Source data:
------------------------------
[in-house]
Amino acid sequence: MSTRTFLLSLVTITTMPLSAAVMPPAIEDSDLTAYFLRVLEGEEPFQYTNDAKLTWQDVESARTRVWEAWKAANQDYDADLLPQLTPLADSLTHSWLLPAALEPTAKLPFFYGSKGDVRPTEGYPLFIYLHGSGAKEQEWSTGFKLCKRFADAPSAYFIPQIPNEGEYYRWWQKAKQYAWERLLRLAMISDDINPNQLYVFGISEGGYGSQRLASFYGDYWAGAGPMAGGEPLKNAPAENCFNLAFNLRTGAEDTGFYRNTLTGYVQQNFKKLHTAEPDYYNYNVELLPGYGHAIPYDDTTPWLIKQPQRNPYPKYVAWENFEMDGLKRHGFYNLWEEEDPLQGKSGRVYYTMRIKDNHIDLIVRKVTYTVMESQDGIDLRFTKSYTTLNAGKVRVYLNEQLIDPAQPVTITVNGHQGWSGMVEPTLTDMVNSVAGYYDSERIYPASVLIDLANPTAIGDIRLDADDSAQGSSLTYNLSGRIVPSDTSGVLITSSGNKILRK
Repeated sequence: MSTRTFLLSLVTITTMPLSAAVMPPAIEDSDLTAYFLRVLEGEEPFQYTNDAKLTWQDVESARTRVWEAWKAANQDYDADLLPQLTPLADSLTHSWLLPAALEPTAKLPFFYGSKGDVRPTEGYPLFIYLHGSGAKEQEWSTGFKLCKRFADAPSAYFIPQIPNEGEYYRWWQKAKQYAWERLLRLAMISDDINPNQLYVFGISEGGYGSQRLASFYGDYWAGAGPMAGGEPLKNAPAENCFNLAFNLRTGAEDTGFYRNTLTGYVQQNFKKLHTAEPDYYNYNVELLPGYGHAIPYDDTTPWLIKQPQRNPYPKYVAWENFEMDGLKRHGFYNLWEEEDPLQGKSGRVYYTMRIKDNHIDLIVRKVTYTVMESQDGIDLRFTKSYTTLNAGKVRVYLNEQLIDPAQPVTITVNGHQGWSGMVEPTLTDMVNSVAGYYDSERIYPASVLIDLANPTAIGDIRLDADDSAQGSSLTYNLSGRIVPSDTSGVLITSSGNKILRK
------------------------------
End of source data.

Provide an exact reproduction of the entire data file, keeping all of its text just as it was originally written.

[in-house]
Amino acid sequence: MSTRTFLLSLVTITTMPLSAAVMPPAIEDSDLTAYFLRVLEGEEPFQYTNDAKLTWQDVESARTRVWEAWKAANQDYDADLLPQLTPLADSLTHSWLLPAALEPTAKLPFFYGSKGDVRPTEGYPLFIYLHGSGAKEQEWSTGFKLCKRFADAPSAYFIPQIPNEGEYYRWWQKAKQYAWERLLRLAMISDDINPNQLYVFGISEGGYGSQRLASFYGDYWAGAGPMAGGEPLKNAPAENCFNLAFNLRTGAEDTGFYRNTLTGYVQQNFKKLHTAEPDYYNYNVELLPGYGHAIPYDDTTPWLIKQPQRNPYPKYVAWENFEMDGLKRHGFYNLWEEEDPLQGKSGRVYYTMRIKDNHIDLIVRKVTYTVMESQDGIDLRFTKSYTTLNAGKVRVYLNEQLIDPAQPVTITVNGHQGWSGMVEPTLTDMVNSVAGYYDSERIYPASVLIDLANPTAIGDIRLDADDSAQGSSLTYNLSGRIVPSDTSGVLITSSGNKILRK
Repeated sequence: MSTRTFLLSLVTITTMPLSAAVMPPAIEDSDLTAYFLRVLEGEEPFQYTNDAKLTWQDVESARTRVWEAWKAANQDYDADLLPQLTPLADSLTHSWLLPAALEPTAKLPFFYGSKGDVRPTEGYPLFIYLHGSGAKEQEWSTGFKLCKRFADAPSAYFIPQIPNEGEYYRWWQKAKQYAWERLLRLAMISDDINPNQLYVFGISEGGYGSQRLASFYGDYWAGAGPMAGGEPLKNAPAENCFNLAFNLRTGAEDTGFYRNTLTGYVQQNFKKLHTAEPDYYNYNVELLPGYGHAIPYDDTTPWLIKQPQRNPYPKYVAWENFEMDGLKRHGFYNLWEEEDPLQGKSGRVYYTMRIKDNHIDLIVRKVTYTVMESQDGIDLRFTKSYTTLNAGKVRVYLNEQLIDPAQPVTITVNGHQGWSGMVEPTLTDMVNSVAGYYDSERIYPASVLIDLANPTAIGDIRLDADDSAQGSSLTYNLSGRIVPSDTSGVLITSSGNKILRK